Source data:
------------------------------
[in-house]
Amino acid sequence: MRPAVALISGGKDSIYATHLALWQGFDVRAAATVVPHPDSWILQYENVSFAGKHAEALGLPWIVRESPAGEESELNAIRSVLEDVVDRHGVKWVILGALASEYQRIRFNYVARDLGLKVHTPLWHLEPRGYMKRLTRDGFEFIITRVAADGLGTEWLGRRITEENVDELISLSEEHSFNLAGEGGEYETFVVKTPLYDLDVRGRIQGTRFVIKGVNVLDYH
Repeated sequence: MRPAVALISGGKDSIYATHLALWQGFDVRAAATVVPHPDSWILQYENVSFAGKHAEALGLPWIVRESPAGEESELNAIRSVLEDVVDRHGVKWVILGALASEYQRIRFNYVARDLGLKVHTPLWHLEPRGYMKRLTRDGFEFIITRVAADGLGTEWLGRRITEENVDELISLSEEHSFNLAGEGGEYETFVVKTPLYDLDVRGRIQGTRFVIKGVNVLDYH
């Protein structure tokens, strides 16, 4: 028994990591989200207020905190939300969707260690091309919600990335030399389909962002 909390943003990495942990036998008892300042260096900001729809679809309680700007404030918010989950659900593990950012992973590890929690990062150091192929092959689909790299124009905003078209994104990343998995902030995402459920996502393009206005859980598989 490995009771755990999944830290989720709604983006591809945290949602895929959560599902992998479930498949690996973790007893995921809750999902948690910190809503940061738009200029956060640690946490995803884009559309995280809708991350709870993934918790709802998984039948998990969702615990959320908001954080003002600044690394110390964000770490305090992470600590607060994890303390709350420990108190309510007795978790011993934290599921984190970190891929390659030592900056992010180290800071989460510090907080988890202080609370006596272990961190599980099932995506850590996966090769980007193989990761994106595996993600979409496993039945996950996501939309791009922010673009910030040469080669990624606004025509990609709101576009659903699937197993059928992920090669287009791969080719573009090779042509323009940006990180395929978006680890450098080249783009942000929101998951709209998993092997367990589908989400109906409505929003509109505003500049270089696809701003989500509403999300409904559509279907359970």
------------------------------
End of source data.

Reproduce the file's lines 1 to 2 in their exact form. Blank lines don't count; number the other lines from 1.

[in-house]
Amino acid sequence: MRPAVALISGGKDSIYATHLALWQGFDVRAAATVVPHPDSWILQYENVSFAGKHAEALGLPWIVRESPAGEESELNAIRSVLEDVVDRHGVKWVILGALASEYQRIRFNYVARDLGLKVHTPLWHLEPRGYMKRLTRDGFEFIITRVAADGLGTEWLGRRITEENVDELISLSEEHSFNLAGEGGEYETFVVKTPLYDLDVRGRIQGTRFVIKGVNVLDYH